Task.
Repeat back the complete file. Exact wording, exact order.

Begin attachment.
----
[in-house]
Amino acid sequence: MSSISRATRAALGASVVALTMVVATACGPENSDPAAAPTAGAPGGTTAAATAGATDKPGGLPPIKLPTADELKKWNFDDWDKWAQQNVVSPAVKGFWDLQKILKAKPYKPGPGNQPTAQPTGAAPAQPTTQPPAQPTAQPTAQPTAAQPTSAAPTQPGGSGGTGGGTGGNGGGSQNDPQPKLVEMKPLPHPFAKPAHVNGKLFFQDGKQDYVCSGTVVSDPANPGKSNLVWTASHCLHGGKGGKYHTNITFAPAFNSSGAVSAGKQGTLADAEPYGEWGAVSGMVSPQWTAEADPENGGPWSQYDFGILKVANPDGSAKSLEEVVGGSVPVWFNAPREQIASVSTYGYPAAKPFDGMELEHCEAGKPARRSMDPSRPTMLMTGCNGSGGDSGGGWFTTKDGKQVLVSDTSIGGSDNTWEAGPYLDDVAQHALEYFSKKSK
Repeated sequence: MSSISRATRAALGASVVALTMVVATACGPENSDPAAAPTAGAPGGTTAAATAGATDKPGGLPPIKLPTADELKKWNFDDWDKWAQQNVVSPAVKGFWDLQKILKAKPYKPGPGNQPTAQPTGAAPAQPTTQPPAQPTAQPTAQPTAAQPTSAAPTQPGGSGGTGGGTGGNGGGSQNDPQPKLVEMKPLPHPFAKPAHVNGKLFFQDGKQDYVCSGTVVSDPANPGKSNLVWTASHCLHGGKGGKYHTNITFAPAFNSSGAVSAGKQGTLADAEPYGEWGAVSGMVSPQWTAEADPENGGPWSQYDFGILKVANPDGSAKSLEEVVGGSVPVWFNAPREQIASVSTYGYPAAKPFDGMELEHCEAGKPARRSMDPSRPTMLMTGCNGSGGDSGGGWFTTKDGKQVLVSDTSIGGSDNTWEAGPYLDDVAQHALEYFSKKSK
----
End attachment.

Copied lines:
[in-house]
Amino acid sequence: MSSISRATRAALGASVVALTMVVATACGPENSDPAAAPTAGAPGGTTAAATAGATDKPGGLPPIKLPTADELKKWNFDDWDKWAQQNVVSPAVKGFWDLQKILKAKPYKPGPGNQPTAQPTGAAPAQPTTQPPAQPTAQPTAQPTAAQPTSAAPTQPGGSGGTGGGTGGNGGGSQNDPQPKLVEMKPLPHPFAKPAHVNGKLFFQDGKQDYVCSGTVVSDPANPGKSNLVWTASHCLHGGKGGKYHTNITFAPAFNSSGAVSAGKQGTLADAEPYGEWGAVSGMVSPQWTAEADPENGGPWSQYDFGILKVANPDGSAKSLEEVVGGSVPVWFNAPREQIASVSTYGYPAAKPFDGMELEHCEAGKPARRSMDPSRPTMLMTGCNGSGGDSGGGWFTTKDGKQVLVSDTSIGGSDNTWEAGPYLDDVAQHALEYFSKKSK
Repeated sequence: MSSISRATRAALGASVVALTMVVATACGPENSDPAAAPTAGAPGGTTAAATAGATDKPGGLPPIKLPTADELKKWNFDDWDKWAQQNVVSPAVKGFWDLQKILKAKPYKPGPGNQPTAQPTGAAPAQPTTQPPAQPTAQPTAQPTAAQPTSAAPTQPGGSGGTGGGTGGNGGGSQNDPQPKLVEMKPLPHPFAKPAHVNGKLFFQDGKQDYVCSGTVVSDPANPGKSNLVWTASHCLHGGKGGKYHTNITFAPAFNSSGAVSAGKQGTLADAEPYGEWGAVSGMVSPQWTAEADPENGGPWSQYDFGILKVANPDGSAKSLEEVVGGSVPVWFNAPREQIASVSTYGYPAAKPFDGMELEHCEAGKPARRSMDPSRPTMLMTGCNGSGGDSGGGWFTTKDGKQVLVSDTSIGGSDNTWEAGPYLDDVAQHALEYFSKKSK